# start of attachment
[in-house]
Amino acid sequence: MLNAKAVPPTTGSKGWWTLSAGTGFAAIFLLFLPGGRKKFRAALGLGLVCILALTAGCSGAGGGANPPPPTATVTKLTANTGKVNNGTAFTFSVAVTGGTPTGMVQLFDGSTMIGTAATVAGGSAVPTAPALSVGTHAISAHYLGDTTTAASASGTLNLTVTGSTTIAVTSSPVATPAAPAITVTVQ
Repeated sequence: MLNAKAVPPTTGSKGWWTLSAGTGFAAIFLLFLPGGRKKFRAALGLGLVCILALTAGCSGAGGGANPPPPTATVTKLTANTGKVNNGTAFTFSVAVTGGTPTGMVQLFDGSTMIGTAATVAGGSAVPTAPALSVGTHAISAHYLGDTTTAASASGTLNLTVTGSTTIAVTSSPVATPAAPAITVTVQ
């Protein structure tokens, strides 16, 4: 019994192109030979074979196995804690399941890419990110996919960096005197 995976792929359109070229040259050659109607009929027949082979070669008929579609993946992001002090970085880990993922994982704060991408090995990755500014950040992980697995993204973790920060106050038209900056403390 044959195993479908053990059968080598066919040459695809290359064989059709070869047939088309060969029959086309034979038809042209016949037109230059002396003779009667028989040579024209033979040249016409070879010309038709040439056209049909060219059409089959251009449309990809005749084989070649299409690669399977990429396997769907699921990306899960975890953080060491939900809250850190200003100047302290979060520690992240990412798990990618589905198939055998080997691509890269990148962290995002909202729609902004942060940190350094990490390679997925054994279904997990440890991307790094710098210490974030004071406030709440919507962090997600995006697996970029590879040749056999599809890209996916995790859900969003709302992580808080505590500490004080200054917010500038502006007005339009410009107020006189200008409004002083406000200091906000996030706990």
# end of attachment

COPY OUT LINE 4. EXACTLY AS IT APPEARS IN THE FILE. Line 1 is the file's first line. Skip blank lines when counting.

């Protein structure tokens, strides 16, 4: 019994192109030979074979196995804690399941890419990110996919960096005197 995976792929359109070229040259050659109607009929027949082979070669008929579609993946992001002090970085880990993922994982704060991408090995990755500014950040992980697995993204973790920060106050038209900056403390 044959195993479908053990059968080598066919040459695809290359064989059709070869047939088309060969029959086309034979038809042209016949037109230059002396003779009667028989040579024209033979040249016409070879010309038709040439056209049909060219059409089959251009449309990809005749084989070649299409690669399977990429396997769907699921990306899960975890953080060491939900809250850190200003100047302290979060520690992240990412798990990618589905198939055998080997691509890269990148962290995002909202729609902004942060940190350094990490390679997925054994279904997990440890991307790094710098210490974030004071406030709440919507962090997600995006697996970029590879040749056999599809890209996916995790859900969003709302992580808080505590500490004080200054917010500038502006007005339009410009107020006189200008409004002083406000200091906000996030706990």